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**Mark Kelly**: That was back in 2014. Resolution Institute, as it was then known, provided a five-day intensive course. And it was Eloquent and Carol Powell were the coaches on that course. And it was a very hands-on interactive, learning how to mediate course, and I just loved it. You know, went up to Harvard, was taught,

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**Chris Patterson**: I mean, was that the same year, 2014? Yeah, you picked on to

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**Mark Kelly**: say, I was suddenly sort of, wow, you know, I'd hit that lightning strike moment. And so we have to have it in was taught up there by Professor Bob Manoukian, who's a professor at the University there, and a very famous mediator, Gary Friedman, who's a California mediator, one of the godfathers of mediation in the US. And again, that was a five-day intensive course very practical, very hands-on, loved it, met some really amazing people doing all sorts of super cool things all over the world. And, and again, it really sort of fueled the passion in me. Yeah, look, I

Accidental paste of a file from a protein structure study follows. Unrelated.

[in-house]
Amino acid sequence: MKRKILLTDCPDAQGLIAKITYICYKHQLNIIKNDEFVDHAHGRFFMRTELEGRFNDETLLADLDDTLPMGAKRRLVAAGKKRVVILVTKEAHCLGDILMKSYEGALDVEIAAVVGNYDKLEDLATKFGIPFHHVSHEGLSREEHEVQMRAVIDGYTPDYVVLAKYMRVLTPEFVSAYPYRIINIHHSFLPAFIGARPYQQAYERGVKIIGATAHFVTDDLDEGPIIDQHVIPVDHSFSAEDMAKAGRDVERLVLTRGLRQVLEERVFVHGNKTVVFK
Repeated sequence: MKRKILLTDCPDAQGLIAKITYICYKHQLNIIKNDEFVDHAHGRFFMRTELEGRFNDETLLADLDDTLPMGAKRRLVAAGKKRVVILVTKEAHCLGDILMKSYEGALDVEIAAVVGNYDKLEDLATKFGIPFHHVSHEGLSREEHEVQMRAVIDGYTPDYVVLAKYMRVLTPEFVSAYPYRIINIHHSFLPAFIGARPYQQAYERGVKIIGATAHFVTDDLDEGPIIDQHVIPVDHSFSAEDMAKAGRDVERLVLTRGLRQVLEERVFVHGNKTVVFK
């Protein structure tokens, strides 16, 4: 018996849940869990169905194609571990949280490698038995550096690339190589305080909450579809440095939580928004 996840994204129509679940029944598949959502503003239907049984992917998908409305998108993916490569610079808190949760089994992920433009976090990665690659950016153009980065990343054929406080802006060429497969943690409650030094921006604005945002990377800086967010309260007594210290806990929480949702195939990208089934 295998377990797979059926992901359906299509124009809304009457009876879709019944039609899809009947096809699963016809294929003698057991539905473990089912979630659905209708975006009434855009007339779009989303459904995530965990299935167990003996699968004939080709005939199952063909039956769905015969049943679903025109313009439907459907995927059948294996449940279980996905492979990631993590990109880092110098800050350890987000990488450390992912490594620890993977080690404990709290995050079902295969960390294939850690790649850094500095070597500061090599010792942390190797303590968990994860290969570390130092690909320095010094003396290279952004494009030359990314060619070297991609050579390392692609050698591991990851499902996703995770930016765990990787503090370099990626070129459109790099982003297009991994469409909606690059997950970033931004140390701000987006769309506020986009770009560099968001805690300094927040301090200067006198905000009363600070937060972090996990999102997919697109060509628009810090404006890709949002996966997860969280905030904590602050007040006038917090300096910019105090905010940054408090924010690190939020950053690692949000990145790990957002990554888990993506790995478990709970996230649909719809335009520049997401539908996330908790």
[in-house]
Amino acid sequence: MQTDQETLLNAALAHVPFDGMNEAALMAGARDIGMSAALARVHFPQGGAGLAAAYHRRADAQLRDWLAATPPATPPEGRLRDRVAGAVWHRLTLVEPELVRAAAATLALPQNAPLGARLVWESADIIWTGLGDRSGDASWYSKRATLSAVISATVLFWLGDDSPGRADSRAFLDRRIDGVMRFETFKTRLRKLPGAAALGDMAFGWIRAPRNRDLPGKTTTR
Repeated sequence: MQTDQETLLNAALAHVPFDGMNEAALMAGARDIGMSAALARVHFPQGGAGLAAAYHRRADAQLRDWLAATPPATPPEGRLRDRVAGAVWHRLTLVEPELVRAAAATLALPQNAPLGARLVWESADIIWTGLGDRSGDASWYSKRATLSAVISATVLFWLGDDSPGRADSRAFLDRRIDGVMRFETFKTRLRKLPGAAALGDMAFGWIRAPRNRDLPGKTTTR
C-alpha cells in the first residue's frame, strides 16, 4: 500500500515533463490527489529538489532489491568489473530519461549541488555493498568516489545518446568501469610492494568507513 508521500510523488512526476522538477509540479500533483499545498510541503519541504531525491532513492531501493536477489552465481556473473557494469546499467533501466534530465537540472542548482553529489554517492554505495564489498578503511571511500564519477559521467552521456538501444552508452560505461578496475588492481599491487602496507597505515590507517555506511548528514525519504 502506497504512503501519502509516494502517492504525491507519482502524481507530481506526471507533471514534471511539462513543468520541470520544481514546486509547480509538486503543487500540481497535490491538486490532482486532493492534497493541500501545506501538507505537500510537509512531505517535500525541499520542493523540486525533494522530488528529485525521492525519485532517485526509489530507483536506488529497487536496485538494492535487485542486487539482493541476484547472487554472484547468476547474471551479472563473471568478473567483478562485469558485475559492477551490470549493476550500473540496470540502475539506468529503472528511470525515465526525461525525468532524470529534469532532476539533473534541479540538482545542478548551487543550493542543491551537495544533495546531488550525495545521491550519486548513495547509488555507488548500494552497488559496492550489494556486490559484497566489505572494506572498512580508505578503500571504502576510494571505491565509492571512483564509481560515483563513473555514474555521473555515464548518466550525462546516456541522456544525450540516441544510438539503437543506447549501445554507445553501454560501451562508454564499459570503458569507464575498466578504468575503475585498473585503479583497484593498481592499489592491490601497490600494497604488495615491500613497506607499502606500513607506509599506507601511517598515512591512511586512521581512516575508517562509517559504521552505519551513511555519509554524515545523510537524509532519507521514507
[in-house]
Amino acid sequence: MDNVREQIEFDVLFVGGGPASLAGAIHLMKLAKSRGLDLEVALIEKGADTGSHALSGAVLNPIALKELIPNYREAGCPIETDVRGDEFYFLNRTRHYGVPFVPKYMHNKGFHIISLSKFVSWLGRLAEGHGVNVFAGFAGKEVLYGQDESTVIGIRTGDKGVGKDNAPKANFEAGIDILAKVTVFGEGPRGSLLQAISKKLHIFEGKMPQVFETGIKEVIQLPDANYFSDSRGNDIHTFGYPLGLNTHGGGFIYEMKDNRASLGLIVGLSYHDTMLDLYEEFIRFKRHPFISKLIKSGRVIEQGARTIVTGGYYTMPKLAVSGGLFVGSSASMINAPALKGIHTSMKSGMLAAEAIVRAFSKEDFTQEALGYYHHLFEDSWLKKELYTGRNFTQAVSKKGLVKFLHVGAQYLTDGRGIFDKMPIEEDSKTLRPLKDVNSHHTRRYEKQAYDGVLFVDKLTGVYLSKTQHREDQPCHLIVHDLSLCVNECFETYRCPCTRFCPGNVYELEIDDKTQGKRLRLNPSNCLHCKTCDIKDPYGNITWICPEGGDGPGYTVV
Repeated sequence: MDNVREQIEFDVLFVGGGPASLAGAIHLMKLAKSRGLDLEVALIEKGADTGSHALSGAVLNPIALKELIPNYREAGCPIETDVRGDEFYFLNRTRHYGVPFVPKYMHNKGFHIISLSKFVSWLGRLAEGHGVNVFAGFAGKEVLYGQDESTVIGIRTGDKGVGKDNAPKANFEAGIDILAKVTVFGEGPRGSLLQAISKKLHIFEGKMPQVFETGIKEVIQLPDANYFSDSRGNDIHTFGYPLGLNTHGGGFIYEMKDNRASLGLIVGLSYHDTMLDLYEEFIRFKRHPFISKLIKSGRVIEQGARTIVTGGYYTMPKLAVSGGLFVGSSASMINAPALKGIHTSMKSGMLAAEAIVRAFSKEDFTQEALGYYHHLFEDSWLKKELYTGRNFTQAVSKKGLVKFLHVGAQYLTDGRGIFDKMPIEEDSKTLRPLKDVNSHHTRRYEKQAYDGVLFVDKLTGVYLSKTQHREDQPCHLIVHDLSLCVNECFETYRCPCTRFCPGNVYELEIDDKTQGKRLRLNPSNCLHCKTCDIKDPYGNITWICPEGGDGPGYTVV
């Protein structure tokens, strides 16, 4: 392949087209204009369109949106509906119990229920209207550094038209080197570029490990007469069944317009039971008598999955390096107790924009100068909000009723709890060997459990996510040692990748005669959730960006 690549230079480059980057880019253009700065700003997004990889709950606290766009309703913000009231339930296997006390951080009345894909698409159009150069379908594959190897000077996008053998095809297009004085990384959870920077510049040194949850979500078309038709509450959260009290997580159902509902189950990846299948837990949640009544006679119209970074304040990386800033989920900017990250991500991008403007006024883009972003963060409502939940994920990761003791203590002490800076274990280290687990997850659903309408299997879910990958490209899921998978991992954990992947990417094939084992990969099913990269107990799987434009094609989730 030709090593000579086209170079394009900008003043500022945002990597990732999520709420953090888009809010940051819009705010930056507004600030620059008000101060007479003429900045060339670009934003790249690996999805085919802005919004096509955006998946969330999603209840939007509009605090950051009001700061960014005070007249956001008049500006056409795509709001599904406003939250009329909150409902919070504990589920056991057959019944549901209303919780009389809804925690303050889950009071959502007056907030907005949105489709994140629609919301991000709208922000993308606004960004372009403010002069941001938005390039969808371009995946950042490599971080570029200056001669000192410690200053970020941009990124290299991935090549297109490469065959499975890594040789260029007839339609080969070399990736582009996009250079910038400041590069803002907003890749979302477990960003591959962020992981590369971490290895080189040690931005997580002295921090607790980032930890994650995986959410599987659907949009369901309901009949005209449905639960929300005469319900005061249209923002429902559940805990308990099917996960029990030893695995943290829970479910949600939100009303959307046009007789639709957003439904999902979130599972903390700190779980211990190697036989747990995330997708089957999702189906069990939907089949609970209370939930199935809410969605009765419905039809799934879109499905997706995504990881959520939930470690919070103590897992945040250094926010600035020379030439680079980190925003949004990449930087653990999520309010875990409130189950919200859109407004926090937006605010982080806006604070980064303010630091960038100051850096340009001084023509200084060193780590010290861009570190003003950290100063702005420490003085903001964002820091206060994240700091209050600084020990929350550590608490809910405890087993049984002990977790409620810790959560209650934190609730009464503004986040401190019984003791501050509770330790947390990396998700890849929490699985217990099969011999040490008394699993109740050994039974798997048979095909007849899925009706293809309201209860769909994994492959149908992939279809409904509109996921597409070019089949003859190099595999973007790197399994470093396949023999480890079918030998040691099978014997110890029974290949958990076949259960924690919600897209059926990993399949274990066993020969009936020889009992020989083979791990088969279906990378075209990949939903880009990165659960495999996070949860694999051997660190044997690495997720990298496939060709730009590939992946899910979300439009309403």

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**Chris Patterson**: guess one of the, this is just one of my observations, as New Zealand has traditionally lacked, just before getting into the issue of quality, just simply a quantity of commercial mediators. To the point where if parties wanted mediation, there was only a few people that you could literally go to, that could hand on heart say that they had training and experience. And often they would be booked three or four months now, which doesn't really necessarily work when you're trying to get a prompt resolution to a very challenging problem. I mean, did you see a gap and kind of calling it a market? Did you see that there was a gap in the market?